Saturday, January 03, 2009

More on Hospital Economics

On NPR's All Things Considered yesterday afternoon there was this story on one of the less well known effects of the economic crunch on not for profit hospitals. In essence, the credit crunch has seriously affected the ability of not for profit hospitals to issue bonds to raise money to expand facilities and services.

Hospitals see impact from this both directly and indirectly. Directly they see their inability to add or upgrade space, or to add new programs and equipment to better serve and to serve more patients. Because they operate on very slim margins (the "profits" available to keep up with growing needs and inflation), they can't do much expansion based on margin alone. In addition, while needs are growing, reimbursement is shrinking, both because Medicare and other insurers want to cut and because as more people lose jobs, more people come for care without insurance. As a result, margins disappear, and often plans and programs with them.

Indirectly, hospitals see impacts because it's harder to attract physicians or to negotiate with insurers as facilities age. This is part of what I wrote about in this earlier post. Physicians who want the best care for their patients, and employers and insurers who want the most effective resources for their clients (well, I still believe most of them do), want new facilities for their care. Even where that is not a big issue (and that's a rare circumstance), changes in building codes and patient safety regulations require updating and upgrading facilities - facilities that are often cheaper to replace than to repair.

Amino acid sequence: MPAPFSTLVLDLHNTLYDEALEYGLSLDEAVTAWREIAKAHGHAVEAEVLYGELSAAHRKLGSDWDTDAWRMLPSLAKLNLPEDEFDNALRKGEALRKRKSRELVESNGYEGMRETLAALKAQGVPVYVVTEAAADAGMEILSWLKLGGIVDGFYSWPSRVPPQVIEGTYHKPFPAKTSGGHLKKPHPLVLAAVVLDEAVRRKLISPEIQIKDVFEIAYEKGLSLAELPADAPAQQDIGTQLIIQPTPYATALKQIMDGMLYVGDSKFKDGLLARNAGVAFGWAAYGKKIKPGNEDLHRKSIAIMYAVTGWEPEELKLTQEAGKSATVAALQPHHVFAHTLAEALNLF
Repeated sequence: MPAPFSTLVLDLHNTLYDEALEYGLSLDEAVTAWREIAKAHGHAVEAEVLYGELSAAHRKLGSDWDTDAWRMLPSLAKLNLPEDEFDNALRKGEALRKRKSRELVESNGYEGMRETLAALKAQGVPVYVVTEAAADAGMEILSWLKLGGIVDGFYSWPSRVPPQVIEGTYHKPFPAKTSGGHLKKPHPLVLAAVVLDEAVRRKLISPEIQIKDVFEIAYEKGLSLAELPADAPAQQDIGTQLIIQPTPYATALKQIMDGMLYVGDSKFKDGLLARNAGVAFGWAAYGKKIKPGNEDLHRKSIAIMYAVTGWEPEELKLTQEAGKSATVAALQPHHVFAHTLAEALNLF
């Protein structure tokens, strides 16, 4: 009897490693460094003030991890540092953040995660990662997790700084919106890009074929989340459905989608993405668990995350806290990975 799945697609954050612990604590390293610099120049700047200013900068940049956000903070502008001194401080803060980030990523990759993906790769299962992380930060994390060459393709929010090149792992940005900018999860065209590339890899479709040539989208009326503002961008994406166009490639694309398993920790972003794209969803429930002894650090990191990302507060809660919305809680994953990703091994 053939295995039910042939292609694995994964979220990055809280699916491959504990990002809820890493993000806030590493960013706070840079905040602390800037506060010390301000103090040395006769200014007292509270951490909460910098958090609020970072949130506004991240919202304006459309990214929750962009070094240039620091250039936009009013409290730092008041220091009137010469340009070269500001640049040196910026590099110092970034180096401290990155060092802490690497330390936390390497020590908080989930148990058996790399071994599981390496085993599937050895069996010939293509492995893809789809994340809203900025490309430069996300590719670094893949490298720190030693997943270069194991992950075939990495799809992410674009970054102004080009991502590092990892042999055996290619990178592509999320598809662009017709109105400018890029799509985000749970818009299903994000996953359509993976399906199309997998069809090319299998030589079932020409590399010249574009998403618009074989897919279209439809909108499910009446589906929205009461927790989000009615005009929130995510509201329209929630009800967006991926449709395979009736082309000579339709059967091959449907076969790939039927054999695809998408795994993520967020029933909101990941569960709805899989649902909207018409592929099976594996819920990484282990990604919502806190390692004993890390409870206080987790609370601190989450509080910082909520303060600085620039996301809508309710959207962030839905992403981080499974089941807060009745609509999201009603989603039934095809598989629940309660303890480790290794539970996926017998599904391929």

To do either, not for profit institutions have to go for credit, primarily through the bond market. Difficulties there have these direct and indirect effects on the institutions, and so have direct and indirect effects on us and the care we receive.

1 comment:

Kirkepiscatoid said...

This is also doing a number on small town hospitals that don't qualify for federal "critical access" status. They are often not-for-profits, in economically depressed areas. Then, if they have to cut back services or even worse, go under, entire service areas are affected and patients/families are having to drive three digit mileages for things that would be "routine" hospitalizations.